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An Investigation of Unexplained Infant Deaths in Houses Contaminated with Methyl Parathion

Annemarie Wasley, Lisa A. Lepine, Roland Jenkins and Carol Rubin
Environmental Health Perspectives
Vol. 110, Supplement 6 (Dec., 2002), pp. 1053-1056
Stable URL: http://www.jstor.org/stable/3455683
Page Count: 4
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Since scans are not currently available to screen readers, please contact JSTOR User Support for access. We'll provide a PDF copy for your screen reader.
An Investigation of Unexplained Infant Deaths in Houses Contaminated with Methyl Parathion
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Abstract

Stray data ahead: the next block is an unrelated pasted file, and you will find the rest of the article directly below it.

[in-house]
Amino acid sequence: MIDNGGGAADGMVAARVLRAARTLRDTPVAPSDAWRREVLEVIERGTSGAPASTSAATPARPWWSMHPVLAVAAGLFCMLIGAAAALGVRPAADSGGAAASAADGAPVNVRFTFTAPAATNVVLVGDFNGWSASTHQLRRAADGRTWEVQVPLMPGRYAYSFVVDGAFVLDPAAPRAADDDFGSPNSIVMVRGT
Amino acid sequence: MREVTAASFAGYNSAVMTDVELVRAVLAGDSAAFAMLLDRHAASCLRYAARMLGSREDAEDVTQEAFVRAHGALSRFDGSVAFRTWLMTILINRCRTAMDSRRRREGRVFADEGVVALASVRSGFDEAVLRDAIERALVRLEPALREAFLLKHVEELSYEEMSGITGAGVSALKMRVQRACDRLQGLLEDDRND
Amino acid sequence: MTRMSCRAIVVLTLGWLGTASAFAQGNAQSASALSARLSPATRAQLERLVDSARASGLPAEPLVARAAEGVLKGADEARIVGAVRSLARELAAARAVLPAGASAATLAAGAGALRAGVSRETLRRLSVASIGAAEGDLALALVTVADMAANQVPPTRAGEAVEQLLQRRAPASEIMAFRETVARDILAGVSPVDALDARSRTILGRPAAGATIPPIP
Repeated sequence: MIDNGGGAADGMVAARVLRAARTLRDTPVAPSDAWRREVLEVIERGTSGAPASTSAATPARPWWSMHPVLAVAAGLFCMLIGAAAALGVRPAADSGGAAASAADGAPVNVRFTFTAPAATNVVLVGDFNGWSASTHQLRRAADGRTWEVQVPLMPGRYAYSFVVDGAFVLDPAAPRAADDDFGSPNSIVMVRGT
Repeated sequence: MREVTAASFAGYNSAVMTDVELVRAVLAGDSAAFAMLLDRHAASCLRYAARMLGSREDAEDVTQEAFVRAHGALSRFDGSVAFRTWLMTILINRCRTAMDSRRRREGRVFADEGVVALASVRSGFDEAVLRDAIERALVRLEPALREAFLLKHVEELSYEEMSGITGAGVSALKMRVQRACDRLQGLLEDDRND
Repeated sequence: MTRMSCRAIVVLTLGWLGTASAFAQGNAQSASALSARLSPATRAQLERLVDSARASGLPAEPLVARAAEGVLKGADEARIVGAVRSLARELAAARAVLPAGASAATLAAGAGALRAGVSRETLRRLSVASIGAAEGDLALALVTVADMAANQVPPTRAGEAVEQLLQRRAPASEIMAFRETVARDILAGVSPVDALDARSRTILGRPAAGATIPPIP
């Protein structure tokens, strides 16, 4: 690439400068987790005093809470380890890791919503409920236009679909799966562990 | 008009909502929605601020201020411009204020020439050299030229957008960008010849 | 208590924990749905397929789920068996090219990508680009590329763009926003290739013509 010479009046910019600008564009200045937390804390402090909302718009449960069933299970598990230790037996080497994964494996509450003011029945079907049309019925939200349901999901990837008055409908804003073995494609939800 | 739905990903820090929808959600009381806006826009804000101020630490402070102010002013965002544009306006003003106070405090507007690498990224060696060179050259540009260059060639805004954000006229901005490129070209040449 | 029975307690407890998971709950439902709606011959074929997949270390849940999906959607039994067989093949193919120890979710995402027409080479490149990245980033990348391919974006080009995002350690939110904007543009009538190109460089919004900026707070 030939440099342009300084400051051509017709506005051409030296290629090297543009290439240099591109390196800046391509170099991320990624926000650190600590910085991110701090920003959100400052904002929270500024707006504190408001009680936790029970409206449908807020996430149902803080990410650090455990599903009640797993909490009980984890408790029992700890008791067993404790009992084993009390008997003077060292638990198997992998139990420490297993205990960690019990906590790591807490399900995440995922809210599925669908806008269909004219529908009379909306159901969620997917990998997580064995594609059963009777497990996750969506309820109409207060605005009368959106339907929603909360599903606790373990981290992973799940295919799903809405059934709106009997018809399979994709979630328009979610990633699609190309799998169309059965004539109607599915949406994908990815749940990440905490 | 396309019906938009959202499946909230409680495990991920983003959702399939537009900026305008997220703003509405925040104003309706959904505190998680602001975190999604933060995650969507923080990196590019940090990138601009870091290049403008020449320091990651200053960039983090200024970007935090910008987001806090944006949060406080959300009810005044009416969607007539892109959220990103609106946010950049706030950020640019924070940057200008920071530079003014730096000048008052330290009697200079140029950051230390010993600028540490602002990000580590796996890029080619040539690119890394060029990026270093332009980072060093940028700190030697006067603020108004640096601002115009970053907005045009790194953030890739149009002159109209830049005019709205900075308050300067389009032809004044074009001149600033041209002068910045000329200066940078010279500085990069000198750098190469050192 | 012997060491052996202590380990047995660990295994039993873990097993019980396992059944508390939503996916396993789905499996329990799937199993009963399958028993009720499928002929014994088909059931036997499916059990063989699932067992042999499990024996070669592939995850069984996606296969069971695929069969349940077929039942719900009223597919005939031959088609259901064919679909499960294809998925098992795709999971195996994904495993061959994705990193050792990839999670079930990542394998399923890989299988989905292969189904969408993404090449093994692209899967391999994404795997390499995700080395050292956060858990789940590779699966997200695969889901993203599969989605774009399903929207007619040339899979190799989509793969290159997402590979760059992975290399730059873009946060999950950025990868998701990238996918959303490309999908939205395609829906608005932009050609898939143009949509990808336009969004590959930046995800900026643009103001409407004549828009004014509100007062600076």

In Lorain County, Ohio, unexplained infant deaths in homes sprayed with methyl parathion (MP), an organophosphate (OP) pesticide, prompted an investigation to determine whether infants living in treated homes are at higher risk for unexplained death. A case was defined as any death of an infant (≤ 12 months of age) in Lorain County between 1 January 1990 and 31 December 1994, attributed to sudden infant death syndrome (SIDS) or other unknown natural causes. For each case infant, birth certificate data were used to identify two control infants matched with regard to date of birth, sex, city of residence, and maternal race and educational level. Wipe samples from the home address listed on the birth certificate of control infants or the death certificate of case infants were analyzed for MP. Birth certificates provided additional risk factor information. The relationship between MP contamination and unexplained death was analyzed by exact conditional logistic regression. Wipe samples were collected from the residences of 34 case infants and 72 control infants. MP ($>0.02\ {\rm mg}/100\ {\rm cm}^{2}$) was detected in five homes, three of which had been occupied by case infants. Case infants were 4.6 times more likely than control infants to have lived in MP-treated homes, but the confidence interval (CI) was wide (95% CI: 0.2, 274.7) and included 1. Maternal smoking, young maternal age, and the presence of other siblings in the family were each independently predictive of case status. In a multivariate model adjusting for these other variables and the matching variables, the estimated risk associated with MP exposure was 13.0 (95% CI: 0.2, 2685.0). Although this association was not statistically significant and should be interpreted cautiously, it suggests an increased risk for unexplained death among infants living in MP-contaminated homes. The relationship between children's health and exposure to OP pesticides including MP should be evaluated further.

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